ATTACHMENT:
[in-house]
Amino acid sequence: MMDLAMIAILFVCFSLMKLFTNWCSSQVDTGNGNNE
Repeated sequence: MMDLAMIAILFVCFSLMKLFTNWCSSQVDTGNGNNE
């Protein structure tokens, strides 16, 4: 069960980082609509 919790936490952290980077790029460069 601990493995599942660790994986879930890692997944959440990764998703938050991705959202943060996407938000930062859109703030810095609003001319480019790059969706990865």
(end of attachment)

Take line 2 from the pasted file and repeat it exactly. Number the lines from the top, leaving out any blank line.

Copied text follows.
Amino acid sequence: MMDLAMIAILFVCFSLMKLFTNWCSSQVDTGNGNNE